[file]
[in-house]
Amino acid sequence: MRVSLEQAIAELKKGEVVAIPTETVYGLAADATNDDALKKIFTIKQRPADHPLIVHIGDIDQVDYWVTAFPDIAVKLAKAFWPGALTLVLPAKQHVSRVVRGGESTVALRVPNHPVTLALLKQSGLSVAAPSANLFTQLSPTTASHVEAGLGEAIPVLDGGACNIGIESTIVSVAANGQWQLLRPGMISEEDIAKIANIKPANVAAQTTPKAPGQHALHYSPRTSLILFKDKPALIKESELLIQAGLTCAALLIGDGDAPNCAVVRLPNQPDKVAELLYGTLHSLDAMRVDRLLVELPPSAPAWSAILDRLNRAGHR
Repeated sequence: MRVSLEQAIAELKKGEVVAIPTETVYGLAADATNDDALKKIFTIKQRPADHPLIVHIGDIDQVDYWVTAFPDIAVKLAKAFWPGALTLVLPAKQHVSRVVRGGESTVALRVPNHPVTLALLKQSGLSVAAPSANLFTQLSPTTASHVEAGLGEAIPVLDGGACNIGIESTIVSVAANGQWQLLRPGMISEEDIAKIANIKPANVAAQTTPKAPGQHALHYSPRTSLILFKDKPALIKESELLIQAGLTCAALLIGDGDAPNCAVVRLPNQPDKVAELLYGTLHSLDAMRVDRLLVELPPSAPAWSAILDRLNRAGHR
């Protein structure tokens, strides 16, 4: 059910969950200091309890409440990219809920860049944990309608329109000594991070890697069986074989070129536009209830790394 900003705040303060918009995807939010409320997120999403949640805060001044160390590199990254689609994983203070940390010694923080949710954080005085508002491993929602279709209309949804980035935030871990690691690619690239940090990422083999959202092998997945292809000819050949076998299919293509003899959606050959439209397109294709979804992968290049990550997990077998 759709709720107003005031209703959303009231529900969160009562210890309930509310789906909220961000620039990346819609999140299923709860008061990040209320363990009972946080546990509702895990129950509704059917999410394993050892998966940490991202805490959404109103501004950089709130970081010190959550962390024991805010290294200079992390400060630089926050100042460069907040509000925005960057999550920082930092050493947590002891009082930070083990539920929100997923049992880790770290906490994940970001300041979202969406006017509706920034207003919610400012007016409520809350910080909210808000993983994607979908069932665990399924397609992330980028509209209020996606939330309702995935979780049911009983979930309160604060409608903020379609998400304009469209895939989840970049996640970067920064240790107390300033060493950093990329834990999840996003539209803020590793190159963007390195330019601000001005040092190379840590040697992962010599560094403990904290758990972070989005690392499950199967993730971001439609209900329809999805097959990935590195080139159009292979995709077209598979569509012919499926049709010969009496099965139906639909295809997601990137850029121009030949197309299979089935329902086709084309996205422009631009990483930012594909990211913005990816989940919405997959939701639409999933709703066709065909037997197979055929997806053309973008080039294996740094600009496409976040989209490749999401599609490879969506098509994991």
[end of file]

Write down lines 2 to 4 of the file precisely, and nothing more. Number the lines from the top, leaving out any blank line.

Amino acid sequence: MRVSLEQAIAELKKGEVVAIPTETVYGLAADATNDDALKKIFTIKQRPADHPLIVHIGDIDQVDYWVTAFPDIAVKLAKAFWPGALTLVLPAKQHVSRVVRGGESTVALRVPNHPVTLALLKQSGLSVAAPSANLFTQLSPTTASHVEAGLGEAIPVLDGGACNIGIESTIVSVAANGQWQLLRPGMISEEDIAKIANIKPANVAAQTTPKAPGQHALHYSPRTSLILFKDKPALIKESELLIQAGLTCAALLIGDGDAPNCAVVRLPNQPDKVAELLYGTLHSLDAMRVDRLLVELPPSAPAWSAILDRLNRAGHR
Repeated sequence: MRVSLEQAIAELKKGEVVAIPTETVYGLAADATNDDALKKIFTIKQRPADHPLIVHIGDIDQVDYWVTAFPDIAVKLAKAFWPGALTLVLPAKQHVSRVVRGGESTVALRVPNHPVTLALLKQSGLSVAAPSANLFTQLSPTTASHVEAGLGEAIPVLDGGACNIGIESTIVSVAANGQWQLLRPGMISEEDIAKIANIKPANVAAQTTPKAPGQHALHYSPRTSLILFKDKPALIKESELLIQAGLTCAALLIGDGDAPNCAVVRLPNQPDKVAELLYGTLHSLDAMRVDRLLVELPPSAPAWSAILDRLNRAGHR
């Protein structure tokens, strides 16, 4: 059910969950200091309890409440990219809920860049944990309608329109000594991070890697069986074989070129536009209830790394 900003705040303060918009995807939010409320997120999403949640805060001044160390590199990254689609994983203070940390010694923080949710954080005085508002491993929602279709209309949804980035935030871990690691690619690239940090990422083999959202092998997945292809000819050949076998299919293509003899959606050959439209397109294709979804992968290049990550997990077998 759709709720107003005031209703959303009231529900969160009562210890309930509310789906909220961000620039990346819609999140299923709860008061990040209320363990009972946080546990509702895990129950509704059917999410394993050892998966940490991202805490959404109103501004950089709130970081010190959550962390024991805010290294200079992390400060630089926050100042460069907040509000925005960057999550920082930092050493947590002891009082930070083990539920929100997923049992880790770290906490994940970001300041979202969406006017509706920034207003919610400012007016409520809350910080909210808000993983994607979908069932665990399924397609992330980028509209209020996606939330309702995935979780049911009983979930309160604060409608903020379609998400304009469209895939989840970049996640970067920064240790107390300033060493950093990329834990999840996003539209803020590793190159963007390195330019601000001005040092190379840590040697992962010599560094403990904290758990972070989005690392499950199967993730971001439609209900329809999805097959990935590195080139159009292979995709077209598979569509012919499926049709010969009496099965139906639909295809997601990137850029121009030949197309299979089935329902086709084309996205422009631009990483930012594909990211913005990816989940919405997959939701639409999933709703066709065909037997197979055929997806053309973008080039294996740094600009496409976040989209490749999401599609490879969506098509994991």